Zachary exhales a long plume of smoke and relaxes back in Victoria’s Poang. “This,” he declares to Tori, savoring the feeling of the words in his mouth, “was the best idea we have had since college, madam, and you cannot deny that fact. An Orphan’s Christmas is ab-so-lute-ly the ticket to health, wealth, and general happiness.”
“You’re saying that because of the gift exchange,” Allison says from the loveseat.
“Mmmmhmm,” Zachary says. “And the company, of course.” He gestures expansively at the room and its contents, which are Tori, Allison, and furniture. With the lazy ease of someone who always knows where his next joint is coming from, Zachary hands his extant joint to Allison. Allison shakes her head but takes it.
“And the largest apartment?” Tori asks.
“The only way to fit three people into my apartment is with determination. And butter. A tremendous amount of butter.” Zachary smiles at the mental picture.
“Zachary. Butter is not an appropriate lube for any activity, at any time,” Allison says, looking vaguely disappointed with him.
“Allison,” Zachary huffs, “you know I have a strict condom policy, and I am well aware that butter and latex are non-complementary. That is to say, they do not bring out the best in each other.” He smiles again. “The butter’s for the rest of the body.” He gestures for Allison to pass the joint to Tori.
“Any activity,” Allison says. She hands the joint to Tori, who is laughing.
“Butter stays in the kitchen,” she agrees.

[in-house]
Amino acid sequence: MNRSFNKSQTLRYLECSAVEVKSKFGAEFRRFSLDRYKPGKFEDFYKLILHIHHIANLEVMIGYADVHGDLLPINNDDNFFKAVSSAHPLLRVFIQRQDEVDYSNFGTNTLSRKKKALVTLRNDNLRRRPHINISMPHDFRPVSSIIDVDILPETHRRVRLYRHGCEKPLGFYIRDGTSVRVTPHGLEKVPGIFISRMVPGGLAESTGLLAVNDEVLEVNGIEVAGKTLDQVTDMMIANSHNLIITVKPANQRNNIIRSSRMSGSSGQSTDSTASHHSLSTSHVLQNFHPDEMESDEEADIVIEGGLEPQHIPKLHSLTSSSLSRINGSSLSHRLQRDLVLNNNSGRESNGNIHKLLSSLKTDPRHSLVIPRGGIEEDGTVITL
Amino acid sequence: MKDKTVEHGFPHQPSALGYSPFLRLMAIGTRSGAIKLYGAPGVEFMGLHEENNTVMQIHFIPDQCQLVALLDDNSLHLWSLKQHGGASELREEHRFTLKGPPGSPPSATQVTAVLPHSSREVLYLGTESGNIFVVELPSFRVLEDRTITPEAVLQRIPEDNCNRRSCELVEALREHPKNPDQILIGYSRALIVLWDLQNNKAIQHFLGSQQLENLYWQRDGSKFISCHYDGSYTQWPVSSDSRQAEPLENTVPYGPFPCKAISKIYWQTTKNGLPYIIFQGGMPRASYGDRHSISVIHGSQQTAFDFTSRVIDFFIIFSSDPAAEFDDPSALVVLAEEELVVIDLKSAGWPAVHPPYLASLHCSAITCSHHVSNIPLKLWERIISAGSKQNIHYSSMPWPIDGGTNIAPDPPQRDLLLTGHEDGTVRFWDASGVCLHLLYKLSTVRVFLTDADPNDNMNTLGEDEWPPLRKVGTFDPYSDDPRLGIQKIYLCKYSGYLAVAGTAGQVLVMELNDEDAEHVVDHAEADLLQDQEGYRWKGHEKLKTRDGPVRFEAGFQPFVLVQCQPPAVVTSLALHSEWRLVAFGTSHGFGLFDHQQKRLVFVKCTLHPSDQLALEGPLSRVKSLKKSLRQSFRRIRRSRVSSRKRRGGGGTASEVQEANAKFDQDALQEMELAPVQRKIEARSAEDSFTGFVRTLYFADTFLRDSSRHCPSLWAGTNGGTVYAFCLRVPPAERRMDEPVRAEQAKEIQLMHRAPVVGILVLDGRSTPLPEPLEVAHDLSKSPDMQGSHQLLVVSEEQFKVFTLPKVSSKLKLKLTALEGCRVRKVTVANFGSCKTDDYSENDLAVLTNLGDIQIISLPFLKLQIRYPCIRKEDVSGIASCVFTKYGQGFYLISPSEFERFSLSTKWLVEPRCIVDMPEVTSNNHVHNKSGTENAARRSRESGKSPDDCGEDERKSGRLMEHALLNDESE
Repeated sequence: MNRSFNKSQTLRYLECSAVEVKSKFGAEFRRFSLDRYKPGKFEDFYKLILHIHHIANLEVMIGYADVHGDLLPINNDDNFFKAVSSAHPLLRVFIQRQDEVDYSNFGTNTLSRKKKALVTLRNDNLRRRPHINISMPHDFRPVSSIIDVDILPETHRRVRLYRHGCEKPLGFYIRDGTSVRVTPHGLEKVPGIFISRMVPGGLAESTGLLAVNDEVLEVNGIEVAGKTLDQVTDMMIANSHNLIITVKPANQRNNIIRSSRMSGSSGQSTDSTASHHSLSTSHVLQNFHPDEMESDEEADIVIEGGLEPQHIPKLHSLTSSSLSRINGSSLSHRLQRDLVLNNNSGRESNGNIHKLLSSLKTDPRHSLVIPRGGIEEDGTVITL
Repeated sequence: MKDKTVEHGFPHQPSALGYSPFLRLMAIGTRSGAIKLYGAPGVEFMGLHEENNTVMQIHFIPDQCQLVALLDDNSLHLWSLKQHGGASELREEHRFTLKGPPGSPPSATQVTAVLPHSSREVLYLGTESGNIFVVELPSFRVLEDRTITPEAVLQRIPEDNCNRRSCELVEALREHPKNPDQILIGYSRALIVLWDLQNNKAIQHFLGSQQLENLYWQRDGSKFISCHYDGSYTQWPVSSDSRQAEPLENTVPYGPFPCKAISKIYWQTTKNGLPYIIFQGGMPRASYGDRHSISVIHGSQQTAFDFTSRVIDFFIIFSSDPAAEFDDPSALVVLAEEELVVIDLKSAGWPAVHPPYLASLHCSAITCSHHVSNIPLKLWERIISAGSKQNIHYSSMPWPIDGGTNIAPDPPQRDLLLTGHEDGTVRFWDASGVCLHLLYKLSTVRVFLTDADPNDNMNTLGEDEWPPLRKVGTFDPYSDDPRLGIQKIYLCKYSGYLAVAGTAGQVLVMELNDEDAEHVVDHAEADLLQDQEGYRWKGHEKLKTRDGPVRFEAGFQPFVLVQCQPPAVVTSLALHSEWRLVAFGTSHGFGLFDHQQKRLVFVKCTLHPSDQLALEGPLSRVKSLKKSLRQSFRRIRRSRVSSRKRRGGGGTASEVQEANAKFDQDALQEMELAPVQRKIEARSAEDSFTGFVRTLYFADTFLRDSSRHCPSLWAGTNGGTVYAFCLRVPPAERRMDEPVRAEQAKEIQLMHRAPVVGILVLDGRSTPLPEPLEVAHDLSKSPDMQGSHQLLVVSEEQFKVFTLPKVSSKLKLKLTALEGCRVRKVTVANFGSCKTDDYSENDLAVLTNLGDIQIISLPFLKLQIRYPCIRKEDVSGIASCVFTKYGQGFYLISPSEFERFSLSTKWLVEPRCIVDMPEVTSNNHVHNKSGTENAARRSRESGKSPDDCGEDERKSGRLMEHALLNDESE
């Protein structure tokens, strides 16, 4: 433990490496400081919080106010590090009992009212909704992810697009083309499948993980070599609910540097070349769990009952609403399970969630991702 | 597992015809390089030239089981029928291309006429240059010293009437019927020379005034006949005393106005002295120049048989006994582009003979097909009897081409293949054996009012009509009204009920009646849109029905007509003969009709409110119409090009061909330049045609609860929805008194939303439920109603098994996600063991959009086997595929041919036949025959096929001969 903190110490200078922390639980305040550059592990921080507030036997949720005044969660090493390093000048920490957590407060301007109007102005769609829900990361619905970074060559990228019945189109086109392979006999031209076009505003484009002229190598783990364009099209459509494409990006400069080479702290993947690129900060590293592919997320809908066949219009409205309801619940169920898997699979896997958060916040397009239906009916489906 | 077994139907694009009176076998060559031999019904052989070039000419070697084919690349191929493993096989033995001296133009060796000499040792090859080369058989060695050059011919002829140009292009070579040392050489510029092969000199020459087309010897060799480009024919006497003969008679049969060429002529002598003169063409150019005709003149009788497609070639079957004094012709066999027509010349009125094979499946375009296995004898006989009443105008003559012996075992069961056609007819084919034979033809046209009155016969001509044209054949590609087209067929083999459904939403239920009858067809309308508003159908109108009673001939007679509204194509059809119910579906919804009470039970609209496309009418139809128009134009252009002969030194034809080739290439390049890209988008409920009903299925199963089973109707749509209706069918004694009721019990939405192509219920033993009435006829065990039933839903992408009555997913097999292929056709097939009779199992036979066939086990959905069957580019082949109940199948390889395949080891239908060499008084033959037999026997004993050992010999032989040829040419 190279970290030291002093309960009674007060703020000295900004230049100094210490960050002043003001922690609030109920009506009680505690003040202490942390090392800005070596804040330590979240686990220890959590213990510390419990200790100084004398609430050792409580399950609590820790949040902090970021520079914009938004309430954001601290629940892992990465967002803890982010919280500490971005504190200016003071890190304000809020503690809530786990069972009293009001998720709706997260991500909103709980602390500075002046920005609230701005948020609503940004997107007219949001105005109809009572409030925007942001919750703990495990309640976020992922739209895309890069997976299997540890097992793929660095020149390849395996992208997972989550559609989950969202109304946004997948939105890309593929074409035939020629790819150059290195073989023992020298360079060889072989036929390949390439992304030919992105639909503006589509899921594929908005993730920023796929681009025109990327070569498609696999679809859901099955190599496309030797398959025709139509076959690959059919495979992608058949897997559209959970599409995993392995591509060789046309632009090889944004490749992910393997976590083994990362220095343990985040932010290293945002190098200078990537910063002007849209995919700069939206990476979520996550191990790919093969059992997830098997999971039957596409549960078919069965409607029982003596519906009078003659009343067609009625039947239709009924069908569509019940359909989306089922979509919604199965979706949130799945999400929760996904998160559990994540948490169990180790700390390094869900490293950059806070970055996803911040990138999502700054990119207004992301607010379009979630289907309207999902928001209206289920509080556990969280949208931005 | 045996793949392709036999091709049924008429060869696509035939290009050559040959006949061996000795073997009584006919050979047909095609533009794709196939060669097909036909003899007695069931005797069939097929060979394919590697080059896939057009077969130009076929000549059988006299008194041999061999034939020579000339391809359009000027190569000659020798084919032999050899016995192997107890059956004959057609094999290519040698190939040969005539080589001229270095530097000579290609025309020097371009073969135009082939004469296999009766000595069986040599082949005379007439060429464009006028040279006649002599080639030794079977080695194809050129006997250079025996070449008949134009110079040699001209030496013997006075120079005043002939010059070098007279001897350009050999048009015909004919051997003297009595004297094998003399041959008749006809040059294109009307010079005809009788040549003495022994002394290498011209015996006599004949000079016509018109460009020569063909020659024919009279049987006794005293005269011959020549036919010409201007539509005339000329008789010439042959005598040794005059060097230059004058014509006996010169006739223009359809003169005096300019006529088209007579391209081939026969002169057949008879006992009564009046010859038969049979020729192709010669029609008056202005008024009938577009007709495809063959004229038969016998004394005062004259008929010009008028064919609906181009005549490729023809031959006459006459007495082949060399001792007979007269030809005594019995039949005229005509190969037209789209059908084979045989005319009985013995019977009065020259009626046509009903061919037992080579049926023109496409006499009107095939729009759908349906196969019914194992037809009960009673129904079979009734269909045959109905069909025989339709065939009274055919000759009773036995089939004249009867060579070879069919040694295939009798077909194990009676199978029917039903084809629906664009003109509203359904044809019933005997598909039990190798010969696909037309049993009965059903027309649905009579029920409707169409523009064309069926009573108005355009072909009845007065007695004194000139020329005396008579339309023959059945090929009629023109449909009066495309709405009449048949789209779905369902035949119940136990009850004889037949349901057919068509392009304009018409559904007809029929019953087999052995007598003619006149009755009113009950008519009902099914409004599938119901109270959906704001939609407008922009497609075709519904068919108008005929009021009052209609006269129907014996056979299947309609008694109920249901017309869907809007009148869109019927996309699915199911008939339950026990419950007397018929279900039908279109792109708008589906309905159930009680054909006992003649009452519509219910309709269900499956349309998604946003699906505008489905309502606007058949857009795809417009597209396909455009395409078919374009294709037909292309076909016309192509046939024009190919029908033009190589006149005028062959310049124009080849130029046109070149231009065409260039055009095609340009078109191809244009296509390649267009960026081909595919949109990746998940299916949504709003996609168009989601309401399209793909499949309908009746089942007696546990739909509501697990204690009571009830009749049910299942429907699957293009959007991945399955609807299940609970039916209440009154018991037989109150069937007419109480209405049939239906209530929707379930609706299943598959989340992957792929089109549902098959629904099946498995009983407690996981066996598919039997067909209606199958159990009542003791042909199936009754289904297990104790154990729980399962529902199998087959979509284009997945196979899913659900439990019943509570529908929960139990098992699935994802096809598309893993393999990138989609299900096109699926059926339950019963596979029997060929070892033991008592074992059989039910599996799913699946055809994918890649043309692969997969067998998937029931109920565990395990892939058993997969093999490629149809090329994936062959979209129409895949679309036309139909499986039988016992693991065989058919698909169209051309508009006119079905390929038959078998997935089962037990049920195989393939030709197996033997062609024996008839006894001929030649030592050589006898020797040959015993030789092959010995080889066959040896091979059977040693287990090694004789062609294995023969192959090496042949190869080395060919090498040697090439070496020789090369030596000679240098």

“Smoke that,” Zachary says, pointing at the joint. “I like it when you smoke. Your old money accent comes out.”
“You’re from Arizona,” Tori says. “You wouldn’t know an old money accent if it bit you.”
“Victoria! I am in Harper,” Zachary insists, one hand to his chest at the affront.
“Zachary!” Tori says. “The lead is being played by a Canadian woman!”
“And it’s set in Alabama,” Allison adds. “Should we go on?”
“Oh, please do,” Zachary says, as he gestures for his joint to be returned. “Make the circle, ladies. Make the circle.”
Tori passes the joint back to him. “You’re not even in the theatre nightly.”
“I have other occupations.” He takes a long, slow drag from the joint.
“Besides gossip?” Allison asks.
“Gossip isn’t an occupation, Allison,” Zachary says. “It’s a calling. Ohhh, and that reminds me… did you hear about Grizabella’s understudy? Or should I say old understudy?”
“Tell,” Tori says.
“Went on a bender—she didn’t know Mamie had contracted rotovirus—and had to perform that night.” He pauses for effect. “Couldn’t hit the E♭ five.”
Tori shakes her head. “Can’t do that.”
“How do you get rotovirus as an adult on Broadway?” Allison asks. “Does she have kids?”
Zachary shrugs. “Signed a program for a fan with poor hand-washing skills?”
“That’s why Gojo invented hand sanitizer for performers,” Tori says.
“Which we all need to invest in heavily, clearly,” Zachary says. He stubs out the tiny, burnt nub of joint remaining. “Hmm. So what are you up for right now, Lady V?”
“In dreams or in reality?” Tori says. “I’d like to be up for a Grammy.”
Zachary taps his lips and then points up at the ceiling to indicate from Tori’s lips to god’s ear. “Any auditions coming up? Callbacks?”